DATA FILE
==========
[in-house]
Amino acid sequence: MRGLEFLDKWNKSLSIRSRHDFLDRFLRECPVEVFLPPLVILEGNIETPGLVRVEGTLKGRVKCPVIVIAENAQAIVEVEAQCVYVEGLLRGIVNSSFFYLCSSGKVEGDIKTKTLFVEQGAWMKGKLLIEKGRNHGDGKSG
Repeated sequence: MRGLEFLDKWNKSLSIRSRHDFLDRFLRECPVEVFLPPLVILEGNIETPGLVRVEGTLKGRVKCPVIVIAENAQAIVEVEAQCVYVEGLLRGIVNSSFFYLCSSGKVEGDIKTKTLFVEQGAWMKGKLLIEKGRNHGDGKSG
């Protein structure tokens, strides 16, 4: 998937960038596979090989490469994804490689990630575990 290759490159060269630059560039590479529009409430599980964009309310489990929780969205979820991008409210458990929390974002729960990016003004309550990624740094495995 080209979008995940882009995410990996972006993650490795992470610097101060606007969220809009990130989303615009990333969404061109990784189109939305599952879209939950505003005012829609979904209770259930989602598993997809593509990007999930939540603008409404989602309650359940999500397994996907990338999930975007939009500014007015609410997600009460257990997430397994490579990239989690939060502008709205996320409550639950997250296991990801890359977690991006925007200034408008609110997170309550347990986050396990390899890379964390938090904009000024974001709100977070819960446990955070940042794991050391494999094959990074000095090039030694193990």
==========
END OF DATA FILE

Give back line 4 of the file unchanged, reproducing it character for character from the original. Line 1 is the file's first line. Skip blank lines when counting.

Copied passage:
């Protein structure tokens, strides 16, 4: 998937960038596979090989490469994804490689990630575990 290759490159060269630059560039590479529009409430599980964009309310489990929780969205979820991008409210458990929390974002729960990016003004309550990624740094495995 080209979008995940882009995410990996972006993650490795992470610097101060606007969220809009990130989303615009990333969404061109990784189109939305599952879209939950505003005012829609979904209770259930989602598993997809593509990007999930939540603008409404989602309650359940999500397994996907990338999930975007939009500014007015609410997600009460257990997430397994490579990239989690939060502008709205996320409550639950997250296991990801890359977690991006925007200034408008609110997170309550347990986050396990390899890379964390938090904009000024974001709100977070819960446990955070940042794991050391494999094959990074000095090039030694193990």